Kehling was released from incarceration on March 27, 2018, after serving 28 years of his 40-year sentence.



For a long time, Kehling didn’t remember the night of the fire. Now a day doesn’t go by that he doesn’t think of it and the pain he caused others.

“I thank God no one got hurt,” he said. “I feel terrible every day.”

But Kehling knows he can’t undo the past, so he tries to do good.

That’s one of the things that drew Brown to him.

“I found Norman’s story inspiring, and I was always interested in why people decide they are going to change,” she said.

Brown has been involved in theater in Maine and New York for decades. She sensed Kehling’s story would make a compelling play and began writing everything down.


“I’m a little afraid,” she said. “We hope it’s funny and inspiring and leaves people elevated, but it’s a hard sell. I worry that it’s just too grim for people.”

Finding the right actor to portray Kehling would determine her play’s success, and Brown said she couldn’t have done better than Troup.

“David has a tremendous reputation. The stars aligned,” she said.

Kehling also said he’s been struck by Troup’s commitment.

“I think he’s amazing,” Kehling said. “He looks so much like I did. And he’s critical about the way he does his work. He wants it to be great.”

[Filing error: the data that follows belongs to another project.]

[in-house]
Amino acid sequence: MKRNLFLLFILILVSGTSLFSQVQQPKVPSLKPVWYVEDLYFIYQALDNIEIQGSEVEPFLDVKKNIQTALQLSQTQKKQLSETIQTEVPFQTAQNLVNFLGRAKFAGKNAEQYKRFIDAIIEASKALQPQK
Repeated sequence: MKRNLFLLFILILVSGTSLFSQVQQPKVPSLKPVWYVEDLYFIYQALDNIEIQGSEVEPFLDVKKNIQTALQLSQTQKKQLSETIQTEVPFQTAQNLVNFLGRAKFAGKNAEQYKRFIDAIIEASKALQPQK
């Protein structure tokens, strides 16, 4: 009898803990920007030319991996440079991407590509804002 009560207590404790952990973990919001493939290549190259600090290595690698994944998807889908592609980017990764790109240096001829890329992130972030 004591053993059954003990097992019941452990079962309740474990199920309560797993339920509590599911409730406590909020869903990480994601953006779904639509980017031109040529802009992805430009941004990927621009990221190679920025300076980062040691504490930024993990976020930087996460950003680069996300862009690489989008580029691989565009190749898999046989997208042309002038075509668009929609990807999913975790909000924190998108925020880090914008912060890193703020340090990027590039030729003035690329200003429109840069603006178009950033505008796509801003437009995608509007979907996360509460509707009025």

Troup, here rehearsing “For the Next Guy,” says he’s encouraging people come see him perform so they hear Kehling’s story. Ben McCanna/Staff Photographer

Troup said he’s played real-life characters in the past, but rarely ones who are alive and actively involved in the production. In the past, Troup said he’s always felt slightly uncomfortable asking people to come see a show.


“For this one, I really want them to,” he said. “Not for me, but to see Norman’s story.”

It’s a story of how a childhood filled with trauma led to substance abuse and crimes and eventually prison. It’s a story about how someone who spent most of his life incarcerated still has something to give. It’s a story of redemption.

Most people who commit crimes don’t stay in prison forever.

“They get out and they become us,” Brown said. “And then it becomes, how do we learn to live together and embrace each other.”

She hopes the play promotes discussion of two systems Kehling was trapped in most of his life: foster care and prison.

“I hope it helps to positively change those systems,” she said. “I hope it develops a wild, unpredictable life and long muscular legs and travels extensively around the country.”

Kehling said he’s nervous to see how “For the Next Guy” will be received, but it won’t change his mission. He lost a lot of his life to prison and doesn’t plan on wasting any more.

“I’m not mad at the system,” he said. “I think my sentence was long, but I can’t do anything about that now. I think I paid for what I did. I think that makes me right for this world and in God’s eyes. I only want to do the right thing now. That’s all I can do.”